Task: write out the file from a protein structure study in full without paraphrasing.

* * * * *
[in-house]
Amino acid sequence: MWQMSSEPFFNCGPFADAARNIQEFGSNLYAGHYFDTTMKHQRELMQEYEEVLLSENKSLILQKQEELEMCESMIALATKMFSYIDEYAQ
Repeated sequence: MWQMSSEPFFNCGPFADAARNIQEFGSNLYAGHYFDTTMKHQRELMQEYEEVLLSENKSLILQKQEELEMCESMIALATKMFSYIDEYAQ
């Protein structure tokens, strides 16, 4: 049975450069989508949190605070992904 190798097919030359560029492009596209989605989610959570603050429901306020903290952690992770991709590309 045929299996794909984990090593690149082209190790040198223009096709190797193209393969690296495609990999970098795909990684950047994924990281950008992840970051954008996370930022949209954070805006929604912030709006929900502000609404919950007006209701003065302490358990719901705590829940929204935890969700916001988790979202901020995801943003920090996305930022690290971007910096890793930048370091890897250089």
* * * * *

[in-house]
Amino acid sequence: MWQMSSEPFFNCGPFADAARNIQEFGSNLYAGHYFDTTMKHQRELMQEYEEVLLSENKSLILQKQEELEMCESMIALATKMFSYIDEYAQ
Repeated sequence: MWQMSSEPFFNCGPFADAARNIQEFGSNLYAGHYFDTTMKHQRELMQEYEEVLLSENKSLILQKQEELEMCESMIALATKMFSYIDEYAQ
């Protein structure tokens, strides 16, 4: 049975450069989508949190605070992904 190798097919030359560029492009596209989605989610959570603050429901306020903290952690992770991709590309 045929299996794909984990090593690149082209190790040198223009096709190797193209393969690296495609990999970098795909990684950047994924990281950008992840970051954008996370930022949209954070805006929604912030709006929900502000609404919950007006209701003065302490358990719901705590829940929204935890969700916001988790979202901020995801943003920090996305930022690290971007910096890793930048370091890897250089």